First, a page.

This investigation raises the alarm about the conditions of calves on dairy farms. Unfortunately, the legislation allows for practices that cause significant stress and suffering to the animals. However, we will not lose heart; on the contrary, we have a great opportunity. In fact, the European Commission is now committed to the Farm to Fork strategy, an initiative that aims to make the European food system fairer, healthier and more environmentally friendly.

We want to persuade the European Commission to undertake a complete revision of the legislation on the protection of farm animals, which is currently seriously insufficient to guarantee them a life free of avoidable suffering. There are many of us! This is the No Animal Left Behind campaign, coordinated by Eurogroup For Animals – an organisation representing 79 animal protection NGOs in 27 Member States, the UK, Switzerland, Serbia, Norway, Australia and the United States.

The requests to the Commission include farming conditions that allow all farmed species to express natural behaviours, so that no animal is left behind.

For calves, we are calling for an end to the practices of isolation and confinement of newborn animals, specifically:

Allowing contact between the calf and his or her mother for at least the first eight weeks, during which the animals must be kept in a contact system for at least half a day with suckling permitted.

The provision of housing conditions that meet the behavioural needs of calves, which should be raised in groups and given access to outdoor areas.

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FOR A REFORM OF ANIMAL PROTECTION LAWS 

Directed to

Presidente del Consiglio, Mario Draghi

Ministro delle Politiche Agricole Alimentari e Forestali, Stefano Patuanelli

Ministero dell’Ambiente e della Tutela del Territorio e del Mare, Roberto Cingolani

Ministero della Salute, Roberto Speranza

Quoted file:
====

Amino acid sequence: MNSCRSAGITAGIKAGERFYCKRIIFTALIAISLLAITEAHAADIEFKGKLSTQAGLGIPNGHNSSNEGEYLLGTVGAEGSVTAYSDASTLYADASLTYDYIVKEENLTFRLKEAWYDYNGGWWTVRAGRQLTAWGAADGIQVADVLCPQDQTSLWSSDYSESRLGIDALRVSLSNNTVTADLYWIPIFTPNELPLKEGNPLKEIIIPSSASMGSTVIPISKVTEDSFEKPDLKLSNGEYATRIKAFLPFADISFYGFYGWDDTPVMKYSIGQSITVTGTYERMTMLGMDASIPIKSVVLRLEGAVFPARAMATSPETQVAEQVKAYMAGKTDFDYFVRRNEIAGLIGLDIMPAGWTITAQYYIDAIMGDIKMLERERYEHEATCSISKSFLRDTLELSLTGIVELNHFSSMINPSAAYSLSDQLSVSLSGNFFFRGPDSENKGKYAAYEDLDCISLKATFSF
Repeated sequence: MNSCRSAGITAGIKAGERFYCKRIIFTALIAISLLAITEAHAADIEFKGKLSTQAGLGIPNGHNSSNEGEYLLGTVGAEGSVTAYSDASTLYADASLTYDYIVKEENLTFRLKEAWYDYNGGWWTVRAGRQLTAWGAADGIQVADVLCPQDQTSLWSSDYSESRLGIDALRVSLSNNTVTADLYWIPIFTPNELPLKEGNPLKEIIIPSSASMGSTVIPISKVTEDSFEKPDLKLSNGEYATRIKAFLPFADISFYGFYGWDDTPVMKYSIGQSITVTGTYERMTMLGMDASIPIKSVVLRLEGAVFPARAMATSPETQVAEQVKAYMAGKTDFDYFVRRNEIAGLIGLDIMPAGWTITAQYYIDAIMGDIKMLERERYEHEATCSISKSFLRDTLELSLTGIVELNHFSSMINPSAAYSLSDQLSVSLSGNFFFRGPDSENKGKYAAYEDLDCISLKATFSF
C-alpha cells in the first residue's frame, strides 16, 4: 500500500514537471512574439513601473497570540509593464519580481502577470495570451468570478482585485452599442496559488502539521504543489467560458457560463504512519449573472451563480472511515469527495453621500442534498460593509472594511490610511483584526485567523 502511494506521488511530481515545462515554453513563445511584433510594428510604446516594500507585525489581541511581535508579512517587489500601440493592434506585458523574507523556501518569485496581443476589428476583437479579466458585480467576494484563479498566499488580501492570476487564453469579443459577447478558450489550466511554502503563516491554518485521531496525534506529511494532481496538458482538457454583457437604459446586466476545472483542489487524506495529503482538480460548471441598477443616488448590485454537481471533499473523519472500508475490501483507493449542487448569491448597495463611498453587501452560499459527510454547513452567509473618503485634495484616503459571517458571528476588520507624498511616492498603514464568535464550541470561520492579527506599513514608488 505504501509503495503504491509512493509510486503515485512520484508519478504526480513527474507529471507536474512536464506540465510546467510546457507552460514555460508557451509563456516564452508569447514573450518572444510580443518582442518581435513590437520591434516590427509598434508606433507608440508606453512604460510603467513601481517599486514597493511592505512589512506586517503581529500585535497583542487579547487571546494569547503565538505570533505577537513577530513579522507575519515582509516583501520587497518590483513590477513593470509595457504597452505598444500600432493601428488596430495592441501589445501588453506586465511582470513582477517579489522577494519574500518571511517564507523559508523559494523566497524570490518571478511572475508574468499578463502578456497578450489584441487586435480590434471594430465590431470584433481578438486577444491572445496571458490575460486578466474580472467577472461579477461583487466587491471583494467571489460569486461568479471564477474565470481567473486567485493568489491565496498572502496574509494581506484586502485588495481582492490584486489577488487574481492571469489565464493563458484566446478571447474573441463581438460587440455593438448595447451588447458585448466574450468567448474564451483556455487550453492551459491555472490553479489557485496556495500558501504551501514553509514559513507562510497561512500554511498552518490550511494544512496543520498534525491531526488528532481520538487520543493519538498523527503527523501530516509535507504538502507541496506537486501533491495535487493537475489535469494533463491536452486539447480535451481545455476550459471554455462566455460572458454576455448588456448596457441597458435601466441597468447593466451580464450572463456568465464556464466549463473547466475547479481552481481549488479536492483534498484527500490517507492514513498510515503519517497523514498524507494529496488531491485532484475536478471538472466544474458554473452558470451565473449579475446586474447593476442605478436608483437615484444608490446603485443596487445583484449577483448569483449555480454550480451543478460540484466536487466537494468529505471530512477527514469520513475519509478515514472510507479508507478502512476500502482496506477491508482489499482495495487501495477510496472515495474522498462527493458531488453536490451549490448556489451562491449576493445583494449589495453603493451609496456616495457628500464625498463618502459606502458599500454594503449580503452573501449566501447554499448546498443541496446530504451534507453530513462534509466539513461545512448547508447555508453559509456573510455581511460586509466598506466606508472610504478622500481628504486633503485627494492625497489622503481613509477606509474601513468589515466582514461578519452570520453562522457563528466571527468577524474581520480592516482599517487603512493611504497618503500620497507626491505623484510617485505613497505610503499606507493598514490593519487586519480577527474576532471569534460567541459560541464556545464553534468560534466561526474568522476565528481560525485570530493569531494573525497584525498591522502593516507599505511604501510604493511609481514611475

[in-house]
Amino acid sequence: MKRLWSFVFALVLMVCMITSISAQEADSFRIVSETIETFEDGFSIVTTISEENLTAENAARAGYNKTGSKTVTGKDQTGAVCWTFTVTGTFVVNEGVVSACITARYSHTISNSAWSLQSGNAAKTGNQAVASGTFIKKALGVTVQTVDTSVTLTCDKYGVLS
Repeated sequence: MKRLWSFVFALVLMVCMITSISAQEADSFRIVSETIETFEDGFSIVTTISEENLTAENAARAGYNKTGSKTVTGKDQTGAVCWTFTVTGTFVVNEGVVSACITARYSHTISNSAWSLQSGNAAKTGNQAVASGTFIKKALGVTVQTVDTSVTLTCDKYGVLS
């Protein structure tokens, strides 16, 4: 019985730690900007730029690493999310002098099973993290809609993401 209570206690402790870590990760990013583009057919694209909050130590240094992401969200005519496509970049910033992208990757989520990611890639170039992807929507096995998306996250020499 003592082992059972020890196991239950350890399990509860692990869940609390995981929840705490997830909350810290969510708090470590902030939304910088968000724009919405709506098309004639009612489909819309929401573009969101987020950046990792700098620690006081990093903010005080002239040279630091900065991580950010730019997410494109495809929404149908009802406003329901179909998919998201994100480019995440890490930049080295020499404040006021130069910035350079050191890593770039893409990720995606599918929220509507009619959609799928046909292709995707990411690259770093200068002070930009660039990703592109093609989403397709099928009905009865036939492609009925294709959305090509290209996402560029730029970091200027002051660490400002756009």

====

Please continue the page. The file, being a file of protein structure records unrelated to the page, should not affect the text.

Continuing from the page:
Presidente della Camera dei Deputati, Roberto Fico

Presidente del Senato, Maria Elisabetta Alberti Casellati

In recent years, the organization Essere Animali has released various investigations carried out on Italian factory farms and in slaughterhouses, some in collaboration with major media groups, in order to document the conditions of animals raised for food.

During these investigations, carried out by means of thorough monitoring using hidden cameras and workers infiltrated inside farms, violations of animal protection legislation and the regulations of the Criminal Code were carefully filmed.

Essere Animali’s investigations have shown:

  • violence inflicted by farmworkers when moving animals or when they resist treatment, such as blows with iron pipes, improper use of electric tasers, using a forklift to move downed cows, kicking and throwing small animals;
  • mutilations carried out without the use of anesthetics and analgesia and without the presence of a veterinarian beyond the age permitted by law and the systematic cutting off piglets’ tails, an illegal but widespread practice on almost all Italian farms;
  • animals left to die in agony or brutally killed by farmworkers, without the application of the correct provisions for the emergency killing of sick animals;
  • group killings within slaughterhouses, with animals witnessing the death of their fellows and with the use of ineffective stunning practices.

Various complaints have been submitted to the competent authorities for these incidences of abuse. However, the frequency of these incidents, filmed on almost all the farms under investigation chosen on a random basis across the national territory – even among suppliers of PDO products – prompts me to express my deep concern.

Alongside these violations of the law, Essere Animali’s investigations have also shown farming types and practices that, although currently legal, are the cause of undisputed physical and psychological suffering for animals, including:

  • the use of cages in which animals spend a large part or all of their lives;
  • high densities when the animals are reared “free-range” or in pens;
  • the surgical castration of piglets, debeaking of hens, and killing by maceration of live chicks considered useless for farming purposes;
  • the separation of calves from their mothers at birth for the purposes of milk production.

I am therefore calling for a process of legislative reform to be undertaken which:

  • prohibits the use, even partial, of cages;
  • prohibits any mutilation and the killing of male chicks, which are perfectly healthy but considered unproductive by the livestock industry;
  • puts an end to public subsidies for the livestock sector;
  • leads to the tightening of penalties for the mistreatment of animals and other breaches of protection regulations, in the most serious cases providing for the revocation of authorizations and the prohibition of activity;
  • establishes a control system on farms, during transport, and during slaughter phases which is absolutely more effective than the one adopted so far;
  • reformulates stocking densities, giving the animals more room to move, also outdoors, and with the presence of environmental enrichment;
  • provides for farming systems that allow animals to meet their ethological needs according to age and species, in consultation with animal rights organizations.